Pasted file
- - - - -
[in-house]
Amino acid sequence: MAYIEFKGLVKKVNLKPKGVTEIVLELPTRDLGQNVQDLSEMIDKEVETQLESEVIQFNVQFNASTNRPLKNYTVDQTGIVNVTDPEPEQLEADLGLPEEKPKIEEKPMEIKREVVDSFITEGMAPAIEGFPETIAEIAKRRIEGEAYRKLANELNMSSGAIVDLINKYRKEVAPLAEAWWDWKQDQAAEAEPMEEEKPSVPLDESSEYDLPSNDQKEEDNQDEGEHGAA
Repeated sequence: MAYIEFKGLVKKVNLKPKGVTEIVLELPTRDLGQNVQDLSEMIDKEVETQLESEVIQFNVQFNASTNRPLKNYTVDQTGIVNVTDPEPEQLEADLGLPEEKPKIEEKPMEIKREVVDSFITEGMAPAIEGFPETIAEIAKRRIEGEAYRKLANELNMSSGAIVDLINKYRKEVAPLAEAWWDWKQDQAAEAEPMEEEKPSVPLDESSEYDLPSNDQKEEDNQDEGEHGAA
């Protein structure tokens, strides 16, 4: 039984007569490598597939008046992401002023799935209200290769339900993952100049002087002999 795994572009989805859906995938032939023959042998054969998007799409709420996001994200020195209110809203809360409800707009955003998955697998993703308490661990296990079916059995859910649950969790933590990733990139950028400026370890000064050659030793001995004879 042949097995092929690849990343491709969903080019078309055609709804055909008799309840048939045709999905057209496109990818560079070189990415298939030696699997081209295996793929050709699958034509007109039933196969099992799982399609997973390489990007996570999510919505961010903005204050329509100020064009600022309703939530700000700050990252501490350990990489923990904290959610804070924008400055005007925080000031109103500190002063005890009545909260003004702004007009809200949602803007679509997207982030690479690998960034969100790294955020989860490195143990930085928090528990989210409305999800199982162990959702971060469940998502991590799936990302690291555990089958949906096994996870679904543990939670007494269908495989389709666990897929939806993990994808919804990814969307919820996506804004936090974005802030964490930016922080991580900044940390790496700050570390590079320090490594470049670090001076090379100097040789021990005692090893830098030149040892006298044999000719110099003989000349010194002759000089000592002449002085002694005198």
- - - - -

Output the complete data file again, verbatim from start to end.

[in-house]
Amino acid sequence: MAYIEFKGLVKKVNLKPKGVTEIVLELPTRDLGQNVQDLSEMIDKEVETQLESEVIQFNVQFNASTNRPLKNYTVDQTGIVNVTDPEPEQLEADLGLPEEKPKIEEKPMEIKREVVDSFITEGMAPAIEGFPETIAEIAKRRIEGEAYRKLANELNMSSGAIVDLINKYRKEVAPLAEAWWDWKQDQAAEAEPMEEEKPSVPLDESSEYDLPSNDQKEEDNQDEGEHGAA
Repeated sequence: MAYIEFKGLVKKVNLKPKGVTEIVLELPTRDLGQNVQDLSEMIDKEVETQLESEVIQFNVQFNASTNRPLKNYTVDQTGIVNVTDPEPEQLEADLGLPEEKPKIEEKPMEIKREVVDSFITEGMAPAIEGFPETIAEIAKRRIEGEAYRKLANELNMSSGAIVDLINKYRKEVAPLAEAWWDWKQDQAAEAEPMEEEKPSVPLDESSEYDLPSNDQKEEDNQDEGEHGAA
């Protein structure tokens, strides 16, 4: 039984007569490598597939008046992401002023799935209200290769339900993952100049002087002999 795994572009989805859906995938032939023959042998054969998007799409709420996001994200020195209110809203809360409800707009955003998955697998993703308490661990296990079916059995859910649950969790933590990733990139950028400026370890000064050659030793001995004879 042949097995092929690849990343491709969903080019078309055609709804055909008799309840048939045709999905057209496109990818560079070189990415298939030696699997081209295996793929050709699958034509007109039933196969099992799982399609997973390489990007996570999510919505961010903005204050329509100020064009600022309703939530700000700050990252501490350990990489923990904290959610804070924008400055005007925080000031109103500190002063005890009545909260003004702004007009809200949602803007679509997207982030690479690998960034969100790294955020989860490195143990930085928090528990989210409305999800199982162990959702971060469940998502991590799936990302690291555990089958949906096994996870679904543990939670007494269908495989389709666990897929939806993990994808919804990814969307919820996506804004936090974005802030964490930016922080991580900044940390790496700050570390590079320090490594470049670090001076090379100097040789021990005692090893830098030149040892006298044999000719110099003989000349010194002759000089000592002449002085002694005198």